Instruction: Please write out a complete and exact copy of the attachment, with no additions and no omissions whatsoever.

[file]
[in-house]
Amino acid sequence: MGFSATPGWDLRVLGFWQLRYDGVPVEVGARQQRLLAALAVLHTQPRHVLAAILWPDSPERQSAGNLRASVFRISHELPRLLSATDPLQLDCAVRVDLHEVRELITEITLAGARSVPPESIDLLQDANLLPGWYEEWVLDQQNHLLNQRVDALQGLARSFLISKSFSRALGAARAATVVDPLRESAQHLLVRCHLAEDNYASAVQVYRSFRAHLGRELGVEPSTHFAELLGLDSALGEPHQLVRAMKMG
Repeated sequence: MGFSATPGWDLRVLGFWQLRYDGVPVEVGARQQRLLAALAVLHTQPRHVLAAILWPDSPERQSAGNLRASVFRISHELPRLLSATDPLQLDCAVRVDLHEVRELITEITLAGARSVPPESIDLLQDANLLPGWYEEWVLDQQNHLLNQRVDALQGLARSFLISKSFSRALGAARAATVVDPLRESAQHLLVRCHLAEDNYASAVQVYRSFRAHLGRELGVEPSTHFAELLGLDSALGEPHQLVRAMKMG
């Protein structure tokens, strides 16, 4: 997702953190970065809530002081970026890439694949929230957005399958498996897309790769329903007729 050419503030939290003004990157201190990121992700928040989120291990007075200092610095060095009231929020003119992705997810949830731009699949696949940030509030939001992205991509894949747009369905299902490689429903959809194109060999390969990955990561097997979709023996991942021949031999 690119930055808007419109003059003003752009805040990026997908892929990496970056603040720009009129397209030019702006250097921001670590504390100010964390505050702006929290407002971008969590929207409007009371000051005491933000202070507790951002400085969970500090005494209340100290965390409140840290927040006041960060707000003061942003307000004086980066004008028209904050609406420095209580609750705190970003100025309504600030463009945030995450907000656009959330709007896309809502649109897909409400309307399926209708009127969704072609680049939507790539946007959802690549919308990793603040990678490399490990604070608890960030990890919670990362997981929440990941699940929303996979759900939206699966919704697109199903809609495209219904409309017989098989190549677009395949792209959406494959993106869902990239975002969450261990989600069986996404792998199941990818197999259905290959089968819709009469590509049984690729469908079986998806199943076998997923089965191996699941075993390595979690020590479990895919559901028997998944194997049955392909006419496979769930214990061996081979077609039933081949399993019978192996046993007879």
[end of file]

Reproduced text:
[in-house]
Amino acid sequence: MGFSATPGWDLRVLGFWQLRYDGVPVEVGARQQRLLAALAVLHTQPRHVLAAILWPDSPERQSAGNLRASVFRISHELPRLLSATDPLQLDCAVRVDLHEVRELITEITLAGARSVPPESIDLLQDANLLPGWYEEWVLDQQNHLLNQRVDALQGLARSFLISKSFSRALGAARAATVVDPLRESAQHLLVRCHLAEDNYASAVQVYRSFRAHLGRELGVEPSTHFAELLGLDSALGEPHQLVRAMKMG
Repeated sequence: MGFSATPGWDLRVLGFWQLRYDGVPVEVGARQQRLLAALAVLHTQPRHVLAAILWPDSPERQSAGNLRASVFRISHELPRLLSATDPLQLDCAVRVDLHEVRELITEITLAGARSVPPESIDLLQDANLLPGWYEEWVLDQQNHLLNQRVDALQGLARSFLISKSFSRALGAARAATVVDPLRESAQHLLVRCHLAEDNYASAVQVYRSFRAHLGRELGVEPSTHFAELLGLDSALGEPHQLVRAMKMG
């Protein structure tokens, strides 16, 4: 997702953190970065809530002081970026890439694949929230957005399958498996897309790769329903007729 050419503030939290003004990157201190990121992700928040989120291990007075200092610095060095009231929020003119992705997810949830731009699949696949940030509030939001992205991509894949747009369905299902490689429903959809194109060999390969990955990561097997979709023996991942021949031999 690119930055808007419109003059003003752009805040990026997908892929990496970056603040720009009129397209030019702006250097921001670590504390100010964390505050702006929290407002971008969590929207409007009371000051005491933000202070507790951002400085969970500090005494209340100290965390409140840290927040006041960060707000003061942003307000004086980066004008028209904050609406420095209580609750705190970003100025309504600030463009945030995450907000656009959330709007896309809502649109897909409400309307399926209708009127969704072609680049939507790539946007959802690549919308990793603040990678490399490990604070608890960030990890919670990362997981929440990941699940929303996979759900939206699966919704697109199903809609495209219904409309017989098989190549677009395949792209959406494959993106869902990239975002969450261990989600069986996404792998199941990818197999259905290959089968819709009469590509049984690729469908079986998806199943076998997923089965191996699941075993390595979690020590479990895919559901028997998944194997049955392909006419496979769930214990061996081979077609039933081949399993019978192996046993007879």